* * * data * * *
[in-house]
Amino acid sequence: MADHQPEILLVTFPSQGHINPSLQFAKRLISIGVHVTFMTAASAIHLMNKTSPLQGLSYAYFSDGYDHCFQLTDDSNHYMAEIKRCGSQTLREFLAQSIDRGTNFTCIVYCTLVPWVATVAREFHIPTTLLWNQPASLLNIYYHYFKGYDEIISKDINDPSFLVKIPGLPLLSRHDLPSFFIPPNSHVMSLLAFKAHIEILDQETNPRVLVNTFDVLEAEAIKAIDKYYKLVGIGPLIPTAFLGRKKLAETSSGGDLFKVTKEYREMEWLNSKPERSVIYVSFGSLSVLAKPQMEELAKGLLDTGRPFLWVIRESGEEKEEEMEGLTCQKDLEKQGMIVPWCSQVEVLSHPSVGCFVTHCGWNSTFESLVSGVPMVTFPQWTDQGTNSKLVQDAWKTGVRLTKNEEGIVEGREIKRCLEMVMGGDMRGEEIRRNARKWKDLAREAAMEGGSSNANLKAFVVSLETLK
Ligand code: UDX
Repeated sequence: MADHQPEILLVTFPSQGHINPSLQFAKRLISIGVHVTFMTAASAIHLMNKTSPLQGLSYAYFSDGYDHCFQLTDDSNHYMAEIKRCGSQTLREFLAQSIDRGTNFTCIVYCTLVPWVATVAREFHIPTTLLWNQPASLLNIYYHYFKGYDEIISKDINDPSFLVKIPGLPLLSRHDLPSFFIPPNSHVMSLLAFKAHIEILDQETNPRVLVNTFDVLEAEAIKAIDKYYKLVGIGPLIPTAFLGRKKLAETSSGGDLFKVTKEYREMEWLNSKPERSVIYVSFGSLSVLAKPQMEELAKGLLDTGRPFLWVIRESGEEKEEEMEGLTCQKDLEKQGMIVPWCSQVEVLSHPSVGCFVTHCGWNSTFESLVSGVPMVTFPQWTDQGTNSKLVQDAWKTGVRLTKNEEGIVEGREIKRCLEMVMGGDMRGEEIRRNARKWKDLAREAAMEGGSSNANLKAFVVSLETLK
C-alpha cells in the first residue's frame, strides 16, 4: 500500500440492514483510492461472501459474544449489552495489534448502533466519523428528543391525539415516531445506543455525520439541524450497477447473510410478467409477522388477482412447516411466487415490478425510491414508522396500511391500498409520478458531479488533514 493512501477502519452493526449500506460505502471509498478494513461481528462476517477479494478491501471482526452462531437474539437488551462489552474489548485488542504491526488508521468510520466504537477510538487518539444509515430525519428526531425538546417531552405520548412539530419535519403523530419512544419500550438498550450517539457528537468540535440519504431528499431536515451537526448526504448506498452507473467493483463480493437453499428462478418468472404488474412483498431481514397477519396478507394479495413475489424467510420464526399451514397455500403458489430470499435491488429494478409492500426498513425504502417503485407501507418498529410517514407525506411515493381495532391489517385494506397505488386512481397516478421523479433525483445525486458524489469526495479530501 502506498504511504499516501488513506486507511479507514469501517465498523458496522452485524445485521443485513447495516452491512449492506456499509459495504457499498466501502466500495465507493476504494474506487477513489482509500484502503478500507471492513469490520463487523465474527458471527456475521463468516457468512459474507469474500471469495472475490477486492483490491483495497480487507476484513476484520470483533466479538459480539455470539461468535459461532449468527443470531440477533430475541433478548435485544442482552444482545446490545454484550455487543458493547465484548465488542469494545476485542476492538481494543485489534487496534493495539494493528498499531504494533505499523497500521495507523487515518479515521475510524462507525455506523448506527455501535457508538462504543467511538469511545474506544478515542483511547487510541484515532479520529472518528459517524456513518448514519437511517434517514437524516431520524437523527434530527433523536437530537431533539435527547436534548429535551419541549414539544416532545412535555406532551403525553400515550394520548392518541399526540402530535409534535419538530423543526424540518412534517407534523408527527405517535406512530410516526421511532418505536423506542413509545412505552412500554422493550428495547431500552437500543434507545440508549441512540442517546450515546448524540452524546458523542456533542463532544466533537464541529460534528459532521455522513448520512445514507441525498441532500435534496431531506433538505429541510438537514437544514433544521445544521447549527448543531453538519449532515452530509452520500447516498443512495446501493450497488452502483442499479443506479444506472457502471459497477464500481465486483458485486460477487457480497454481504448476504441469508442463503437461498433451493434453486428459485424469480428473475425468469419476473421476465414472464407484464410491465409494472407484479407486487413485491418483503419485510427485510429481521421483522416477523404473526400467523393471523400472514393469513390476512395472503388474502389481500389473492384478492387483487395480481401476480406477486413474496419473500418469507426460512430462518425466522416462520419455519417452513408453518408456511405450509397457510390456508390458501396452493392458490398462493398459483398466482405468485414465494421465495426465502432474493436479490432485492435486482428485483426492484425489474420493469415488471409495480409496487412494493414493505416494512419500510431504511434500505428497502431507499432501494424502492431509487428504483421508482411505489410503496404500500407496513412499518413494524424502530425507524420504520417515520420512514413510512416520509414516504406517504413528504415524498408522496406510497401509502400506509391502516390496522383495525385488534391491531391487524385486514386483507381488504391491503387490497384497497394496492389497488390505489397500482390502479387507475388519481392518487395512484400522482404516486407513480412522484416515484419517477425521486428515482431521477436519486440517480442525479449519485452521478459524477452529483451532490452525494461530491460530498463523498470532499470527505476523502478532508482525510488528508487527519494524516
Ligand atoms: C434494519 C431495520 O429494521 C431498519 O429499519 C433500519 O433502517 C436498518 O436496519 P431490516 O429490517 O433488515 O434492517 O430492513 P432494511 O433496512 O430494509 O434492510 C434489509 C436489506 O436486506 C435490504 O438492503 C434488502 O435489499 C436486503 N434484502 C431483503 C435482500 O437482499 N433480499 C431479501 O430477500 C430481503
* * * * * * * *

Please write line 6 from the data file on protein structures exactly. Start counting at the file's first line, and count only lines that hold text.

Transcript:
Ligand atoms: C434494519 C431495520 O429494521 C431498519 O429499519 C433500519 O433502517 C436498518 O436496519 P431490516 O429490517 O433488515 O434492517 O430492513 P432494511 O433496512 O430494509 O434492510 C434489509 C436489506 O436486506 C435490504 O438492503 C434488502 O435489499 C436486503 N434484502 C431483503 C435482500 O437482499 N433480499 C431479501 O430477500 C430481503